A History of St Patrick’s, Donaghmore, Pipe Band – Conclusion

St Patrick’s, Donaghmore, under P/M Sean Falloon

In 1972 the band were selected, along with the Robert Armstrong Memorial (Grade 1), Dromara (Grade 2), Howard Memorial (Grade 3), and Ballykeel Moneyrea (Grade 4), to represent Northern Ireland at the Intercontinental Gathering at the CNE in Toronto, Canada. They were placed ninth as a band and fourth in drumming.

Along with the Armstrong Memorial, they were invited back again in August 1977 to compete once again at this prestigious event which many at the time considered to be the ‘real’ World Championship because of its international dimension.

By Gilbert Cromie, Northern Ireland Correspondent

1973 was another successful year for St Patrick’s with wins at County Antrim (Carrickfergus), County Down and Mid Ulster, and to crown it off they were declared NI Branch Grade 1 Champion of Champions.

In 1974 Tom Anderson had to stand down due to work commitments and Sean Faloon was once again re-installed as pipe major, however the band had to withdraw from competition.

They returned to the arena in 1975 taking a first at Durrow, and, over the next few years under Pipe Major Faloon, won at the East of Ireland in Howth in 1976 and secured placings at the Mid Ulster in 1977. The band was also crowned the Grade 1 Ulster Champions in 1977 and 1978 when the drum corps triumphed at the East of Ireland, Howth.

During the decade the band also made a number of regular appearances on the BBC Northern Ireland radio programme ‘Ulster Band’ in addition to a few television appearances. One of the band’s last successes came in 1979 when they were placed first in Grade 1 at the Mid Ulster.

Sadly St Pat’s disappeared from competition at this time and they were never to return. This was most disappointing for a band that had reached the heights. To compete against the very best in the world, and to be remembered fondly four decades, later is testament enough to their achievements and says a lot about the respect they were held in.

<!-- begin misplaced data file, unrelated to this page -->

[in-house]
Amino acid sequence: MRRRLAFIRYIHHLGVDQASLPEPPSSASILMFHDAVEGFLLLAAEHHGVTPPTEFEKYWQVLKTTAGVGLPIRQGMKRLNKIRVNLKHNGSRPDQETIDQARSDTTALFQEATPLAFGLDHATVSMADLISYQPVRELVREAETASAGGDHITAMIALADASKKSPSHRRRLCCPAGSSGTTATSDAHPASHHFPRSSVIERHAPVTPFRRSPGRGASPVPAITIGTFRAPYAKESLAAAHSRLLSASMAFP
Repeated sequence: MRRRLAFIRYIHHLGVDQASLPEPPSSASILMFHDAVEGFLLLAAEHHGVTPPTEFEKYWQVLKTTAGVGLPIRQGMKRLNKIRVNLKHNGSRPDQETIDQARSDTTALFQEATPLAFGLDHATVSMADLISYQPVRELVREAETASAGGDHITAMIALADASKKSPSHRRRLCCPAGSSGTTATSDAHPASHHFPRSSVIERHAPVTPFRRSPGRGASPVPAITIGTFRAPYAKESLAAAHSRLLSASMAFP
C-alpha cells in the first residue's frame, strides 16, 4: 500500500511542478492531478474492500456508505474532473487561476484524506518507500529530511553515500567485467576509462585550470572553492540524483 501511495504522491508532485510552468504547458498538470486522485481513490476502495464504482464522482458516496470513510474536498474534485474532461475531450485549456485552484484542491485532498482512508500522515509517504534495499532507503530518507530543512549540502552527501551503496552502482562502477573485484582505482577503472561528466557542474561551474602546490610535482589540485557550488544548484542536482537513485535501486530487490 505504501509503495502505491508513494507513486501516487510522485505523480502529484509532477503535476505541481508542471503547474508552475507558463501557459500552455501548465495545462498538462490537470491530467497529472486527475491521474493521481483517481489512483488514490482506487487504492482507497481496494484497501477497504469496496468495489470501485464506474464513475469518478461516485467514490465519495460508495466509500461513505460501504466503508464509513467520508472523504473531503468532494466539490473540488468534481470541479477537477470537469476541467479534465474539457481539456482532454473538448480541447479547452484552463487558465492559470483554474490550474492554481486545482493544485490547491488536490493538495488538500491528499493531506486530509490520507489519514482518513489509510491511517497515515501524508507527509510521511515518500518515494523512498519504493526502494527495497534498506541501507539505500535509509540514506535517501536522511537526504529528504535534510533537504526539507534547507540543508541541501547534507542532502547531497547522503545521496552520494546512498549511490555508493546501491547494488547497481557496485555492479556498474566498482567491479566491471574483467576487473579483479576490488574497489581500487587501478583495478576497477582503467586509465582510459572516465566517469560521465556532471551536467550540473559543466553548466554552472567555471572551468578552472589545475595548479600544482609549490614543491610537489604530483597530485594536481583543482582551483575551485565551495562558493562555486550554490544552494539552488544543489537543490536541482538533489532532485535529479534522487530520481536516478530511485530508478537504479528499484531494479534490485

In addition to those already mentioned as contributing to the band’s rise were pipe majors or piping instructors such as William Wood (Ballycoan), Lowry Nelson (Orritor), and Vivian McCann who went on the lead Ballinderry Bridge for many years.

A poster for the Canadian National Exhibition Tattoo and Championships held in the early 70s in Toronto

Leading drummers during the band’s competing years included Joe Faloon, Alec Walker, Malachy McCullagh and instructors Iain Downey and Ernie Shaw (both Tullylagan).

Despite the obvious rivalries that exist within the pipe band community, and which exist in all competitive scenarios, real friendships develop and none more so that between ‘the Pats’ and ‘the Armstrong’. They both travelled the path to Grade 1 together, and indeed shared two great trips to Canada creating a lasting bond. 

Many believe the endeavours of both these great rival bands played a huge part in raising the performance standards on this island to a level which eventually gave birth to the finest pipe band ensemble we have ever had the privilege to witness, the record-breaking Field Marshal Montgomery Pipe Band.

Before I close this look back over the history of one of Northern Ireland’s iconic bands, it would be completely remiss in any history of St Patrick’s, Donaghmore, not to give special mention to the contribution of Pipe Major Sean Faloon, a man who did so much to guide it towards its success.

P/M Sean Falloon

He was part of the team that resurrected the band in the 1960s after some years of inactivity, and, using his piping and leadership skills, led it to achieve All Ireland success in 1968.

Despite this he had no qualms about stepping aside when Pipe Major Tom Anderson was recruited to bring St Pat’s even greater success and then willingly took up the reins again when required and lead the band to further prizes at the highest level. 

  • Read the start of this history here. Would you like to share your band’s distinguished history with the rest of the pipe band world? Send the editor your stories and pictures and we’ll do our best to feature them on Piping Press.

10 thoughts on “A History of St Patrick’s, Donaghmore, Pipe Band – Conclusion

  1. This was a fascinating read for me for many personal reasons, being a member of Howard Memorial Pipe Band for years, my Dad was Pipe major and contempory of both Tommy Anderson and Sean Falloon, the two bands were close neighbours after all. The trip to Canada in 1972 was unforgettable and was talked about in our house for years. Lovely to hear again of Percy Smyth, who I knew well, he was taught by my Dad, it was very unusual at the time for someone to cross the religious barrier, particularly during the troubles, and it is a sign that thankfully we are now in a different world, that crossing that barrier happens all the time now, and its not even mentioned.